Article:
The Allen and Greenough is still under construction;
so some links may not work quite the way you would expect.
306. A Relative generally agrees in gender and
number with appositive or predicate noun in its own clause rather than
with an antecedent of different gender or number (cf. § 296. a): -
- mare etiam quem Neptúnum
esse dícébás (N. D. iii. 52), the sea, too,
which you said was Neptune. [Not quod.]
- Thébae ipsae, quod
Boeótiae caput est (Liv. xlii. 44), even Thebes, which
the chief city of Boeotia. [Not quae.]
NOTE: This rule is occasionally violated: as, - flúmen quod appellatur Tamesis
(B. G. v. 11), a river which is called the Thames.
a. A relative occasionally agrees with its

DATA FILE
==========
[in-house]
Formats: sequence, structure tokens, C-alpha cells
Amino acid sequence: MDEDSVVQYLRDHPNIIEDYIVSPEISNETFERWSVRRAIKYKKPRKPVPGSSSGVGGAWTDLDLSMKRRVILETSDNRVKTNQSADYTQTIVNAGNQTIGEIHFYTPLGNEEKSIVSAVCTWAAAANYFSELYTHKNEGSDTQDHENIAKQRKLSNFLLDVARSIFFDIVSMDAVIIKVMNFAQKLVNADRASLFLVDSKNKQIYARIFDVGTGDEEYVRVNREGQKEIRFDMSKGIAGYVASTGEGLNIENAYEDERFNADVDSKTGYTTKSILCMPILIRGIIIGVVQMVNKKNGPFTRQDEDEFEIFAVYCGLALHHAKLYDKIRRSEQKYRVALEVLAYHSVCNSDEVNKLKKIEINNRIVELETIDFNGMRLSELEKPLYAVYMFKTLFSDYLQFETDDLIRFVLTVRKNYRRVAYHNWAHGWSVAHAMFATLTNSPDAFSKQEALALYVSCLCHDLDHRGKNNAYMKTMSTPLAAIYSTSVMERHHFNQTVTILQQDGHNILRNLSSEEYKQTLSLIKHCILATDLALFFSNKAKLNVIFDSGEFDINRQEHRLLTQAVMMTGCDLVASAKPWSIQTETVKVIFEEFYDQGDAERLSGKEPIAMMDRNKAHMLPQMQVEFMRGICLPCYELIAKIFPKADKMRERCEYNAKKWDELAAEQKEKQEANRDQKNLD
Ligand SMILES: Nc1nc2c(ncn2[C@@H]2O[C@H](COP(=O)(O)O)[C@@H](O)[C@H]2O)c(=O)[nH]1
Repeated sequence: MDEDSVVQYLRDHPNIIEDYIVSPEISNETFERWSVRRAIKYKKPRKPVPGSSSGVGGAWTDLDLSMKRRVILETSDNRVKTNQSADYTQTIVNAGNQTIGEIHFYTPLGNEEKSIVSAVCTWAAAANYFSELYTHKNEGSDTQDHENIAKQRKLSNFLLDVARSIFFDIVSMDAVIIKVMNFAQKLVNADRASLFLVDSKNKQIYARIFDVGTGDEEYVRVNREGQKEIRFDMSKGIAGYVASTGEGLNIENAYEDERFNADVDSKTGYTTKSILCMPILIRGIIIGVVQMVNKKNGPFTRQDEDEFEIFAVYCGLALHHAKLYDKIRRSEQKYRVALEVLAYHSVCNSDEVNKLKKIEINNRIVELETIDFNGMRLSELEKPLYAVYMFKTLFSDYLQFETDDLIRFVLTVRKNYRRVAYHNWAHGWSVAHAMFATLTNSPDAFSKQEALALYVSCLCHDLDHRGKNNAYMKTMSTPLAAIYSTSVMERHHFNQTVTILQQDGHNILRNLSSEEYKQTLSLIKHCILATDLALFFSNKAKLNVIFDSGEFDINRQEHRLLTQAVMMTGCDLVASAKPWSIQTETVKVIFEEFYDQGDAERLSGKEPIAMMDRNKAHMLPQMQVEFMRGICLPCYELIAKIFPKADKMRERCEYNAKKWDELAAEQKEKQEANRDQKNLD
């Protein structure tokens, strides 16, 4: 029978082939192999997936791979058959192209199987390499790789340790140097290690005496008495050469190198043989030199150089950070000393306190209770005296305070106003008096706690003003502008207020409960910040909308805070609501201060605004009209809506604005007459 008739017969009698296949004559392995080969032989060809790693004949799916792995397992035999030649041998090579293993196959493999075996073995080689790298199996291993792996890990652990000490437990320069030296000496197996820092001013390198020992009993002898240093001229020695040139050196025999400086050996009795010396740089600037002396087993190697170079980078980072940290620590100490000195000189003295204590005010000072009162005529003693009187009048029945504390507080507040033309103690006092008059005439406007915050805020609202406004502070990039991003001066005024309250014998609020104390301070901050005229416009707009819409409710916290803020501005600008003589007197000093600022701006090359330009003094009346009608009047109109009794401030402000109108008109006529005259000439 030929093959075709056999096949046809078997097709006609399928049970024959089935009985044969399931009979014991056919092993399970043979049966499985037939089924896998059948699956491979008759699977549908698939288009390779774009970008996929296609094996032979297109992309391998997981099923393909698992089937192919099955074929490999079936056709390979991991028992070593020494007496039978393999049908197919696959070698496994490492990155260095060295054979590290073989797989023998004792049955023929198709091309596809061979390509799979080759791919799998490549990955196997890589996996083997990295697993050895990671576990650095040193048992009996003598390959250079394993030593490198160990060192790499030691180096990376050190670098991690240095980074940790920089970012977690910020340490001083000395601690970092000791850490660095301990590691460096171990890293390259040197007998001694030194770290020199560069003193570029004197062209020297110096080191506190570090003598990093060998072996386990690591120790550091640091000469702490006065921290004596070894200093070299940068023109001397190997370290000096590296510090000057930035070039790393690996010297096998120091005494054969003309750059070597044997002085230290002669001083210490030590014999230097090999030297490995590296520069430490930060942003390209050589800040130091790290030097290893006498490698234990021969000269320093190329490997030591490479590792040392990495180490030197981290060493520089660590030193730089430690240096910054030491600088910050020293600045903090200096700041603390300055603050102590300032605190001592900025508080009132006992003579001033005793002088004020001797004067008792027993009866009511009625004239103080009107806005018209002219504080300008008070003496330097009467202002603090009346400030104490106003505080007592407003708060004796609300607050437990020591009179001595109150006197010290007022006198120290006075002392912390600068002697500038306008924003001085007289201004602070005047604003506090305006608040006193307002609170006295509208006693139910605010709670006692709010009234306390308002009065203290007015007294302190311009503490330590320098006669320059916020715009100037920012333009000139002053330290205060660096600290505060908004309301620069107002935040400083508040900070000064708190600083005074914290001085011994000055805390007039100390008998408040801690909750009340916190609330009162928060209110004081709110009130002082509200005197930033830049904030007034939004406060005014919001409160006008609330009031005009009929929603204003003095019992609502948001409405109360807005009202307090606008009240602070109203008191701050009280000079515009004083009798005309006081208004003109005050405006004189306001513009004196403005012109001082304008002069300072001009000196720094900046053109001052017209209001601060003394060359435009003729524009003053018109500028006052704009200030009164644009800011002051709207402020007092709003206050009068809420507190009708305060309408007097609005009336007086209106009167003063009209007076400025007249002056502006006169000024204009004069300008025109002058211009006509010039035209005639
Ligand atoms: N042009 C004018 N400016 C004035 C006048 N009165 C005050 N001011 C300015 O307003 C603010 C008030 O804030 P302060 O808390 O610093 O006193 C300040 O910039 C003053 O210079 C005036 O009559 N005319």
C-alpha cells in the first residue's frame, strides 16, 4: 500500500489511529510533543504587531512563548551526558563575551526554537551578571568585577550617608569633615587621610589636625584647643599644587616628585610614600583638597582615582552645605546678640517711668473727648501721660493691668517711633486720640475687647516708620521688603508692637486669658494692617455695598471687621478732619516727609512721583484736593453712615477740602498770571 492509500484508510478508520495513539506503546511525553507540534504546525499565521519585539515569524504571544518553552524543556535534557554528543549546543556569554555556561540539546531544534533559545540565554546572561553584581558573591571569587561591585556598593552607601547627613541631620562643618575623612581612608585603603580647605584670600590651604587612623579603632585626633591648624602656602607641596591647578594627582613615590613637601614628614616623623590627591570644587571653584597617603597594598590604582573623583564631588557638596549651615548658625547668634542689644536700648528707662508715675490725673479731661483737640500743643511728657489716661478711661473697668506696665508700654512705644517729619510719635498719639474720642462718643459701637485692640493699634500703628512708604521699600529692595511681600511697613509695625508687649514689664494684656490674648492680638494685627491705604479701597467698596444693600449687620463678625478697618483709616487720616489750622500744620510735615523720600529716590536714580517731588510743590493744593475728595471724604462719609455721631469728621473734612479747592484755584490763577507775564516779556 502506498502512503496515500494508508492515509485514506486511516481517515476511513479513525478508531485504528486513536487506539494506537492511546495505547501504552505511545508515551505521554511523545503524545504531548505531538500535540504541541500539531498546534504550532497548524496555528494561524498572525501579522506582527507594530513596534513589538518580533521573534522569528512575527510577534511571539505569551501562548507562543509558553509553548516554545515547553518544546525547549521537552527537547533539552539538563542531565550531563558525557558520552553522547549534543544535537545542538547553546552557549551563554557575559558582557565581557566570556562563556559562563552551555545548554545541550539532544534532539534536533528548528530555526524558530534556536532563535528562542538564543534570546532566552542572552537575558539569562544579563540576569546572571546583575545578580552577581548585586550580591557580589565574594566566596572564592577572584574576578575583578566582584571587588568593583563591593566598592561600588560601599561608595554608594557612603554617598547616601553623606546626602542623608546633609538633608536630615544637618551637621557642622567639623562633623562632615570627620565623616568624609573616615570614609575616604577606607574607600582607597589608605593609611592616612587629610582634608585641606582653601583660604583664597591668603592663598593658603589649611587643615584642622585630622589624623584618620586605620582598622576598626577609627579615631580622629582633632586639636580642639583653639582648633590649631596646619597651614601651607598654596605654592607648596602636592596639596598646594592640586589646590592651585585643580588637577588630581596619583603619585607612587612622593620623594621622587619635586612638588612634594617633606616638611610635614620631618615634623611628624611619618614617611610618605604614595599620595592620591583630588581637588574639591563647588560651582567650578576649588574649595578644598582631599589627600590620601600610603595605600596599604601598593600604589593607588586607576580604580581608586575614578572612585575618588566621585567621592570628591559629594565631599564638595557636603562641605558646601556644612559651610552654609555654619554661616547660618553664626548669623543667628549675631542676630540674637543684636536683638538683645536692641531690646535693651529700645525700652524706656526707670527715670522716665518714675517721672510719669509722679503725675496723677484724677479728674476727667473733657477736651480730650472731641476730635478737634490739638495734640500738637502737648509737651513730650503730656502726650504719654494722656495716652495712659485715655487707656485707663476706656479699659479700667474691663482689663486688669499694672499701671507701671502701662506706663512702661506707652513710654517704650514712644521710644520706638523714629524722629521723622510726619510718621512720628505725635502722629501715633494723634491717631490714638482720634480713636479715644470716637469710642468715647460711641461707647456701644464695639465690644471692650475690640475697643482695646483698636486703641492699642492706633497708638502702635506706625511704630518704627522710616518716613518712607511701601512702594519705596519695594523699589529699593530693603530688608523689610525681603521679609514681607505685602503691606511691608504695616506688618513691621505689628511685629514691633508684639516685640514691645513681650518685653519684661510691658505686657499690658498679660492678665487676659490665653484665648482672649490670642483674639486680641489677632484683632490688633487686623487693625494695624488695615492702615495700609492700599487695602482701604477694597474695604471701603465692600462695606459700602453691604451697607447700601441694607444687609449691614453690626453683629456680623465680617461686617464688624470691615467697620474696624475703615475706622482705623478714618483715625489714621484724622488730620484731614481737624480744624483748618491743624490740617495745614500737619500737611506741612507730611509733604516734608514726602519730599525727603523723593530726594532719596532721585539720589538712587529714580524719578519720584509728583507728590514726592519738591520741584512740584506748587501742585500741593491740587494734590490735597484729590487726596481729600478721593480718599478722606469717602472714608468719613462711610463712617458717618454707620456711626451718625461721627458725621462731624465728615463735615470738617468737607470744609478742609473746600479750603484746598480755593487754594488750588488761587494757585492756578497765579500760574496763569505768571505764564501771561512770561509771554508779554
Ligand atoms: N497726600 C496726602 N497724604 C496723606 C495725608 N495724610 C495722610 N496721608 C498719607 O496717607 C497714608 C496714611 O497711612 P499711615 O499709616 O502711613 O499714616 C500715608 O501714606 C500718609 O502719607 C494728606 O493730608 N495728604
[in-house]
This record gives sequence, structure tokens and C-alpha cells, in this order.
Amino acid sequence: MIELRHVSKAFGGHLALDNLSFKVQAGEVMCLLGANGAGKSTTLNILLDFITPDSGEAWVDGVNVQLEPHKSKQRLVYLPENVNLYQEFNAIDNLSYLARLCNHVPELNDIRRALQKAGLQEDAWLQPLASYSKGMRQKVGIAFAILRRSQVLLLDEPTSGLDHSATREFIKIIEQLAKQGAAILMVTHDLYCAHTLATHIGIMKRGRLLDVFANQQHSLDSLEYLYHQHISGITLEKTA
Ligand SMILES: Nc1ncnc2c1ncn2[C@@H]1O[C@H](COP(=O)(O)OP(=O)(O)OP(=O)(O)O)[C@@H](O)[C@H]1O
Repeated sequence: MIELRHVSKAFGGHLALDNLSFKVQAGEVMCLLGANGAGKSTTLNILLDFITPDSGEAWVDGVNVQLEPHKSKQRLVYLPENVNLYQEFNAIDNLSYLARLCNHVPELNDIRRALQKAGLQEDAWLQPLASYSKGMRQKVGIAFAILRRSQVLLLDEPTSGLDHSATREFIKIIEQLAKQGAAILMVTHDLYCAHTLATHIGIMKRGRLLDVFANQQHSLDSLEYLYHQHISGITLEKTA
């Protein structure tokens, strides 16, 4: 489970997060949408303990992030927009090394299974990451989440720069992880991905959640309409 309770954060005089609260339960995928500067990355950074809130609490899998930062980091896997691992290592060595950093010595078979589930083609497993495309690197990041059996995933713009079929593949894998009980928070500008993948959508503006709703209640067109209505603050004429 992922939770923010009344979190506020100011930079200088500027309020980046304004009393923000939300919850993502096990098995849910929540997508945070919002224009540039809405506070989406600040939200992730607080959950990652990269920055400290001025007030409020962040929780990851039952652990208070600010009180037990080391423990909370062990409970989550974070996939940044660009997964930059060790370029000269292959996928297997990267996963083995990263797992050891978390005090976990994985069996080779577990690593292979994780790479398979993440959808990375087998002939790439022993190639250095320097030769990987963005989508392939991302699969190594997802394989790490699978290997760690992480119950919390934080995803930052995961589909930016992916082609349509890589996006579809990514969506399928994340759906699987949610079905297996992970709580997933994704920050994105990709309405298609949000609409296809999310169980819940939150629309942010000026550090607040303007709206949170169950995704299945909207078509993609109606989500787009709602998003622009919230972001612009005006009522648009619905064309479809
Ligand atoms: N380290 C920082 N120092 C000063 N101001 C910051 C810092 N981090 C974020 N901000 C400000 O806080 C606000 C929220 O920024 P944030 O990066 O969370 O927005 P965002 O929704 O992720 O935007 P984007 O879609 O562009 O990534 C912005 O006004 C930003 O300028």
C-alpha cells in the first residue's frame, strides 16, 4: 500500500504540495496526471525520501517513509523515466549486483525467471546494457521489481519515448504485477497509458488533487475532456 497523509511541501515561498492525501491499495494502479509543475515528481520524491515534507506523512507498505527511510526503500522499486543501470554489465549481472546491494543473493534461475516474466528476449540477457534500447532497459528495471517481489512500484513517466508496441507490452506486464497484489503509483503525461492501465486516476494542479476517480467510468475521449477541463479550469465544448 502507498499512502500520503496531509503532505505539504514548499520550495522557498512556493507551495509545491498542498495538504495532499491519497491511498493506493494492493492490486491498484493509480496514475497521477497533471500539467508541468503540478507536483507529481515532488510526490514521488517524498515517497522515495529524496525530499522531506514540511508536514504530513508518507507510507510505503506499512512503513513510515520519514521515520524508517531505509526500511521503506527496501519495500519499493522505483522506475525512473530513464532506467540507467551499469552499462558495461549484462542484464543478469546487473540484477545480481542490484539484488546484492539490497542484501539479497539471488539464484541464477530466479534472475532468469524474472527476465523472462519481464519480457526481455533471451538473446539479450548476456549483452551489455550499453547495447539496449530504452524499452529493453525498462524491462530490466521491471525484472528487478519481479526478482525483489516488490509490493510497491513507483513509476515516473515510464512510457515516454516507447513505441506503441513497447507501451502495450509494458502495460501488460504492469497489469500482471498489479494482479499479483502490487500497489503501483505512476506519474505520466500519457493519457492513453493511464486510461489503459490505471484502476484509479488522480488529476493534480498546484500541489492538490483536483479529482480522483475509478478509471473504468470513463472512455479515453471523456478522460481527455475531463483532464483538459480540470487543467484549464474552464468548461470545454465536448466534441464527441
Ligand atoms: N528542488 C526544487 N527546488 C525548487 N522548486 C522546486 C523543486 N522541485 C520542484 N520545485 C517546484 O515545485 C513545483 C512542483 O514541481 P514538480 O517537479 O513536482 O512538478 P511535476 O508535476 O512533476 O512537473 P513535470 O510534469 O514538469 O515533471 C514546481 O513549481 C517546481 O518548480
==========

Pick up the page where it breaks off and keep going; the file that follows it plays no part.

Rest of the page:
antecedent in case (by attraction): -
- sí aliquid agás
eórum quórum cónsuéstí
(Fam. v. 14), if you should do something of what you are used to
do. [For eórum quae.]
NOTE: Occasionally the antecedent is attracied into the case
of the relative: -
- urbem quam statuó vestra est (Aen. i. 573), the
city which I am founding is yours.
- Naucratem, quem conveníre voluí, in naví
nón erat (Pl. Am. 1009), Naucrates, whom I wished to
meet, was not on board the ship.
b. A relative may agree in gender and
number with an implied antecedent: -
- quártum genus ...
quí in vetere aere aliénó vacillant
(Cat. ii. 21), a fourth class, who are staggering under old debts.
- únus ex eó numeró
quí parátí eraut (Iug. 35), one of
the number [of those] who were ready.
paucí, dé quá [i.e. coniuratione]
dicam (Sall. Cat. 18), a few have
conspired, of which [conspiracy] I will speak.
NOTE: So regularly when the antecedent is implied in a
possessive pronoun: as, - nostra ácta,
quós tyrannós vocás (Vat. 29), the
deeds of us, whom you call tyrants. [Here quós agrees with the nostrum (genitive plural) implied in nostra.]